I think it all jumped the shark when the signature-signature became available. For example, when a Les Paul guitar becomes a Jimmy Page Les Paul sig, or Bloomfield sig, or Slash etc. Another example would be a Gretsch Chet Atkins sig becoming a Brian Setzer sig. Wait till Joe Blow becomes famous (or not) using a Jimmy Page Les Paul, and then Gibby issues a "Les Paul-Jimmy Page-Joe Blow" signature model. :jo

*No ill will towards the fine musicians mentioned in the above post, except maybe for Joe Blow.
 

treeofpain

Gold Supporting Member
Messages
7,115
I cannot think of a single famous player whose endorsement of a guitar would cause me to buy it.
 

Pietro

2-Voice Guitar Junkie and All-Around Awesome Guy
Messages
16,440
I think it all jumped the shark when the signature-signature became available. For example, when a Les Paul guitar becomes a Jimmy Page Les Paul sig, or Bloomfield sig, or Slash etc. Another example would be a Gretsch Chet Atkins sig becoming a Brian Setzer sig. Wait till Joe Blow becomes famous (or not) using a Jimmy Page Les Paul, and then Gibby issues a "Les Paul-Jimmy Page-Joe Blow" signature model. :jo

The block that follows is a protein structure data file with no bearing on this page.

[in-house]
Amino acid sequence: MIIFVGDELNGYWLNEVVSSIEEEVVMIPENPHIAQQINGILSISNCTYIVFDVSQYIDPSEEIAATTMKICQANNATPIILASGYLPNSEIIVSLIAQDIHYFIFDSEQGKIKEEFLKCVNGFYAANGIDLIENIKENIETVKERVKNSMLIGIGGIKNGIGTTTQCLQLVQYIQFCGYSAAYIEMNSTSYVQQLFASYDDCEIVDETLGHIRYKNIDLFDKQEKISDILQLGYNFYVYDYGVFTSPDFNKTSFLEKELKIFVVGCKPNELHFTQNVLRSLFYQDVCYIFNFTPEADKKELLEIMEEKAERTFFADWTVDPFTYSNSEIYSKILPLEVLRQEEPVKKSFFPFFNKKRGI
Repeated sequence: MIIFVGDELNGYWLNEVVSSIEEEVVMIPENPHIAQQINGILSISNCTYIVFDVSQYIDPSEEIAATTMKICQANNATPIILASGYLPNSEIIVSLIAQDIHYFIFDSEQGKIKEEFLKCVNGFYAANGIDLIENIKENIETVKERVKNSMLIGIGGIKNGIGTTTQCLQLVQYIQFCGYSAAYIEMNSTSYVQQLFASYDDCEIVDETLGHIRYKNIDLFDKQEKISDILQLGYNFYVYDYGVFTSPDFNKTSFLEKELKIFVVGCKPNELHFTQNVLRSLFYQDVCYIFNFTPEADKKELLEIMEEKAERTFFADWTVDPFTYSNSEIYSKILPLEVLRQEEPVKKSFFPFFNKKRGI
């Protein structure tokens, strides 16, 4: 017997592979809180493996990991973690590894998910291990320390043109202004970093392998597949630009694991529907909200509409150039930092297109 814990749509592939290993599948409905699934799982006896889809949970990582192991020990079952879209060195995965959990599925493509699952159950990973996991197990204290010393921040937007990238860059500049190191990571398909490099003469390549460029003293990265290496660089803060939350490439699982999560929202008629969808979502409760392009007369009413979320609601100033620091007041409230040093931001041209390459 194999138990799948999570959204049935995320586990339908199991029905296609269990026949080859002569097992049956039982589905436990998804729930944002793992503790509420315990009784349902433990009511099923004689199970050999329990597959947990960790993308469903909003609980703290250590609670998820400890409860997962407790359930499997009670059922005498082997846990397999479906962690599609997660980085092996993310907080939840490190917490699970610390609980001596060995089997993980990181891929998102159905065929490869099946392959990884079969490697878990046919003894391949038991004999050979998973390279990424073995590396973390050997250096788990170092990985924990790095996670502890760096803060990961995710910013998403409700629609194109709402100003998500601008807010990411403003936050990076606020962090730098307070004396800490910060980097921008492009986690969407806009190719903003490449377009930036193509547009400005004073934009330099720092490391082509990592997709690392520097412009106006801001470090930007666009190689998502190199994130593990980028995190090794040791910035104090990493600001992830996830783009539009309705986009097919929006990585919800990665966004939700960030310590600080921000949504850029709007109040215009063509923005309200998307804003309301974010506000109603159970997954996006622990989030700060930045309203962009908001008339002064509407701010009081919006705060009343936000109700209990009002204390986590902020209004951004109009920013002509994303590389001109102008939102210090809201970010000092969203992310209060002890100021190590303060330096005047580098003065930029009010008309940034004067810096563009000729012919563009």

*No ill will towards the fine musicians mentioned in the above post, except maybe for Joe Blow.
I'm surprised that Fender didn't do a Pete Townshend- Eric Clapton Strat...
 

23 Fretz

Senior Member
Messages
651
the best signature guitar I played and liked from a guitar store's wall was an white Ibanez JS1000 Satriani model. Not because Satch played it, but because it was so comfy and balanced and had a great feel and tone that I felt I wouldn't have to mod the **** out of it if I took it home.

A very close second was a Washburn N4 bettencourt model. cool guitar.
 

Jimi D

Member
Messages
1,435